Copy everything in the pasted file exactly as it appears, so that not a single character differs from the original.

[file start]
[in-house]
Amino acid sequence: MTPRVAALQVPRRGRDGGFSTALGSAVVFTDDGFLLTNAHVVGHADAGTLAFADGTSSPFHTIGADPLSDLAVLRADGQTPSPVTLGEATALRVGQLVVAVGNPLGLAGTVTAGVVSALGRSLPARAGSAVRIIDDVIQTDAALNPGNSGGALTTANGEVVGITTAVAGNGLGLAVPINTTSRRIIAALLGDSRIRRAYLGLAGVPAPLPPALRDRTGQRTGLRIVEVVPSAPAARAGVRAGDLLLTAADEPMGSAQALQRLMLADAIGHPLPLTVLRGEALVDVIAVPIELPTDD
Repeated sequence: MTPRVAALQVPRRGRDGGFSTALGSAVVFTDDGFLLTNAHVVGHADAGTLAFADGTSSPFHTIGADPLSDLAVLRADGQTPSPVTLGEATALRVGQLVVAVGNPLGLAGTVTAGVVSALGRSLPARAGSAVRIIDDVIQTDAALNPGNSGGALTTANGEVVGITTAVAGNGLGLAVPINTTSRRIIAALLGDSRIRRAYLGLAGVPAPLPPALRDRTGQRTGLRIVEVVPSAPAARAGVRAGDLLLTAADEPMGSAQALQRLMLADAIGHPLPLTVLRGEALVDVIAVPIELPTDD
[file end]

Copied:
[in-house]
Amino acid sequence: MTPRVAALQVPRRGRDGGFSTALGSAVVFTDDGFLLTNAHVVGHADAGTLAFADGTSSPFHTIGADPLSDLAVLRADGQTPSPVTLGEATALRVGQLVVAVGNPLGLAGTVTAGVVSALGRSLPARAGSAVRIIDDVIQTDAALNPGNSGGALTTANGEVVGITTAVAGNGLGLAVPINTTSRRIIAALLGDSRIRRAYLGLAGVPAPLPPALRDRTGQRTGLRIVEVVPSAPAARAGVRAGDLLLTAADEPMGSAQALQRLMLADAIGHPLPLTVLRGEALVDVIAVPIELPTDD
Repeated sequence: MTPRVAALQVPRRGRDGGFSTALGSAVVFTDDGFLLTNAHVVGHADAGTLAFADGTSSPFHTIGADPLSDLAVLRADGQTPSPVTLGEATALRVGQLVVAVGNPLGLAGTVTAGVVSALGRSLPARAGSAVRIIDDVIQTDAALNPGNSGGALTTANGEVVGITTAVAGNGLGLAVPINTTSRRIIAALLGDSRIRRAYLGLAGVPAPLPPALRDRTGQRTGLRIVEVVPSAPAARAGVRAGDLLLTAADEPMGSAQALQRLMLADAIGHPLPLTVLRGEALVDVIAVPIELPTDD